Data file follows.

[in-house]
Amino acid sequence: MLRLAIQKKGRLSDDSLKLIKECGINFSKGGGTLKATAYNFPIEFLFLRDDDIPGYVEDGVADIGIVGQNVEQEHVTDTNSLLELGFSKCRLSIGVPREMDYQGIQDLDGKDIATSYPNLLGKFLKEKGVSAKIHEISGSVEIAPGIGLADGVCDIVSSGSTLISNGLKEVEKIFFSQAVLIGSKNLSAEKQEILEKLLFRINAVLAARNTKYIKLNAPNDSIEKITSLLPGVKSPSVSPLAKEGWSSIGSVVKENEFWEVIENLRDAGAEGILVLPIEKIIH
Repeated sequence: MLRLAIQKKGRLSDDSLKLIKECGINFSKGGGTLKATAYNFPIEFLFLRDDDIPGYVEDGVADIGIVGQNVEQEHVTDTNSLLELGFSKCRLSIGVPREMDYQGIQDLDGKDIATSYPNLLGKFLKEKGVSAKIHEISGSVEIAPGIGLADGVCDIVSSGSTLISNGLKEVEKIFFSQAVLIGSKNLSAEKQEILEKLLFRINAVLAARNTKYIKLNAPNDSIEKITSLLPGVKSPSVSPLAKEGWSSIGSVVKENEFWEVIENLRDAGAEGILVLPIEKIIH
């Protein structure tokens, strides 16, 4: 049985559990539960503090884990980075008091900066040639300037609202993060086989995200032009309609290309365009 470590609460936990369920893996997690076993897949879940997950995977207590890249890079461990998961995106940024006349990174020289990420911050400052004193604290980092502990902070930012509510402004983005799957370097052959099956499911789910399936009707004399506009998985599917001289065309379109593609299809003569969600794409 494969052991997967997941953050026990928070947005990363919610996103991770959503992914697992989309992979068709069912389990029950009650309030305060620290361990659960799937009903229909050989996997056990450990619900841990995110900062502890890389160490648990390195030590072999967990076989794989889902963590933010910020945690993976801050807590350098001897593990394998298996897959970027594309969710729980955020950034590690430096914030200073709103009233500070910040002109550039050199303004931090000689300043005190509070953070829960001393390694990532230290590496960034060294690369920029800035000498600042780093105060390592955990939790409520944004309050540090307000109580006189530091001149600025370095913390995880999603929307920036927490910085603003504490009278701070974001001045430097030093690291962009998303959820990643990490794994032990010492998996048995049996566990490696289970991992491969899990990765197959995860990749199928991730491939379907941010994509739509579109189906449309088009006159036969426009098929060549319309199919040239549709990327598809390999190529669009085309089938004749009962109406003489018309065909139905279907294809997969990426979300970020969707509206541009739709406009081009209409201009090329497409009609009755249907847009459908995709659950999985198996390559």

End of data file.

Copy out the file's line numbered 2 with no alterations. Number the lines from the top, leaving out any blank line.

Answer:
Amino acid sequence: MLRLAIQKKGRLSDDSLKLIKECGINFSKGGGTLKATAYNFPIEFLFLRDDDIPGYVEDGVADIGIVGQNVEQEHVTDTNSLLELGFSKCRLSIGVPREMDYQGIQDLDGKDIATSYPNLLGKFLKEKGVSAKIHEISGSVEIAPGIGLADGVCDIVSSGSTLISNGLKEVEKIFFSQAVLIGSKNLSAEKQEILEKLLFRINAVLAARNTKYIKLNAPNDSIEKITSLLPGVKSPSVSPLAKEGWSSIGSVVKENEFWEVIENLRDAGAEGILVLPIEKIIH